We humans like to take a very soft cloud of ideas and give it a name, such as Waterfall or Scrum or Lean or Kanban,  in an attempt to get a better handle on some good ideas. We also seem to have an irresistible impulse to describe how good our Named Cloud is compared to some other Named Cloud. I imagine part of this is no more than a normal desire to share our Internal Cloud with others, so that they may benefit. Sometimes we seem to go overboard with that, to Named Cloud Bashing.

"Kanban is better than XP because Kanban has more WIP."

"XP is better than Kanban because in XP we have actual programming."

Sometimes it seems that all this revolves around personalities. I know of a small number of people who appear to me to think Scrum is bad because they don’t like Ken. There must, therefore, be hundreds of people who think XP is bad because of Yours Truly.

Is It Still Scrum If ...

Trouble with clouds is that they change. They even run into each other as the wind blows them around. That cloud you stupidly thought looked like a bunny ran into my cloud that looks exactly like a dinosaur. Now it looks totally like New York, and you foolishly  insist that now it is a big dinosaur-eating bunny.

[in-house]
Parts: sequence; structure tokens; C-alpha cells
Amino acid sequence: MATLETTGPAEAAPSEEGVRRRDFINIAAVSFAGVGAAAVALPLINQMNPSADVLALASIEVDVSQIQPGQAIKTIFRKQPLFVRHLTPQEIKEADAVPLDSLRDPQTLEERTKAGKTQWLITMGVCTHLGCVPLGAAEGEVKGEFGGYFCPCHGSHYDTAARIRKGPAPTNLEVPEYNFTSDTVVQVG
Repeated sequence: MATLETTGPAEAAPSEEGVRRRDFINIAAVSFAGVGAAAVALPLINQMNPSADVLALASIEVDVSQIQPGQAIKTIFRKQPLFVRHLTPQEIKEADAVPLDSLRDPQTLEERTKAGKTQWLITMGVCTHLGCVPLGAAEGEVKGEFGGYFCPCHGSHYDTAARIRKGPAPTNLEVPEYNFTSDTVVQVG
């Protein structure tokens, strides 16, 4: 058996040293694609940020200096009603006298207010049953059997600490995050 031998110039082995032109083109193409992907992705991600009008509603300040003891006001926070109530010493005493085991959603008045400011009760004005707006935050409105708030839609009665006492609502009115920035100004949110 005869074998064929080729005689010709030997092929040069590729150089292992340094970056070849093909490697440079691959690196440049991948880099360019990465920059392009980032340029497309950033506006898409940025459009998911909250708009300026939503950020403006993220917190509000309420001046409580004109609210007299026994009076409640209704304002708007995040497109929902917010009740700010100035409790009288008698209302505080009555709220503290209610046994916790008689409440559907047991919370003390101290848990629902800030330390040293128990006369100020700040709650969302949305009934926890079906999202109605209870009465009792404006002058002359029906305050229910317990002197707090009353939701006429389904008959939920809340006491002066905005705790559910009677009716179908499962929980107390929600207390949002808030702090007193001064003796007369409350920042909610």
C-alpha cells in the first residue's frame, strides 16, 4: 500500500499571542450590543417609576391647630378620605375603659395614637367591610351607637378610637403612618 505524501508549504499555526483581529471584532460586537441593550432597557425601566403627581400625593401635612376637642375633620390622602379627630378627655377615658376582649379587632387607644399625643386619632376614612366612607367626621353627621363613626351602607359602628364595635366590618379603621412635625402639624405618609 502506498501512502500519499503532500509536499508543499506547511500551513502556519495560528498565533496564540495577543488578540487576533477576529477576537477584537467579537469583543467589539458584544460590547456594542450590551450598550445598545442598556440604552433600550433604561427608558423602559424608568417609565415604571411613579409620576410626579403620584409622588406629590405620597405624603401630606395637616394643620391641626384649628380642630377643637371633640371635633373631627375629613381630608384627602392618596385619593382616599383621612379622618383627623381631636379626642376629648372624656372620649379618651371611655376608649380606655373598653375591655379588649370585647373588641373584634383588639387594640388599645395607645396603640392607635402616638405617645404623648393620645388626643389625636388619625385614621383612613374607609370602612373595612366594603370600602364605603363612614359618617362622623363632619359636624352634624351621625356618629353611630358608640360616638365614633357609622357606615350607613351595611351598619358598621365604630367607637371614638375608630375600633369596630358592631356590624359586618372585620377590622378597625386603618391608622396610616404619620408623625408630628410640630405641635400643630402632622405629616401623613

"Is it still Scrum if we use a kanban board instead of a burndown?"

"Is it still XP if we don't break things down into tasks but just use stories?"

Who the hell cares???

The question we ought to be asking is whether, if we adopt this idea from wherever we found it, will we do better than if we adopt this other idea. The absolutely best way to determine this is to try it. We can get ideas from experts, even if they happen to be proponents of Other Named Clouds Which Shall Be Anathema.

Ad Processem: A Continuing Kind of Fallacy

The process wars have gone on more than long enough.  It doesn’t matter who had an idea, or what process originally contained an idea. What matters is what ideas we apply skillfully and wisely to our situation in order to improve it.

I’ve been helping software development teams improve for a long time now. In so doing, I draw ideas from the whole range of the Fuzzy Cloud Cluster named Agile. I try to give credit where it is due to the individuals who invented this idea, if I know them, or to the authors who best describe the idea.

But that Named Cloud that looks like a Rat today? I don’t think we should care much about that, because the wind is blowing away the front part of it and very shortly no one is going to give a Rat’s Ass about what it used to be.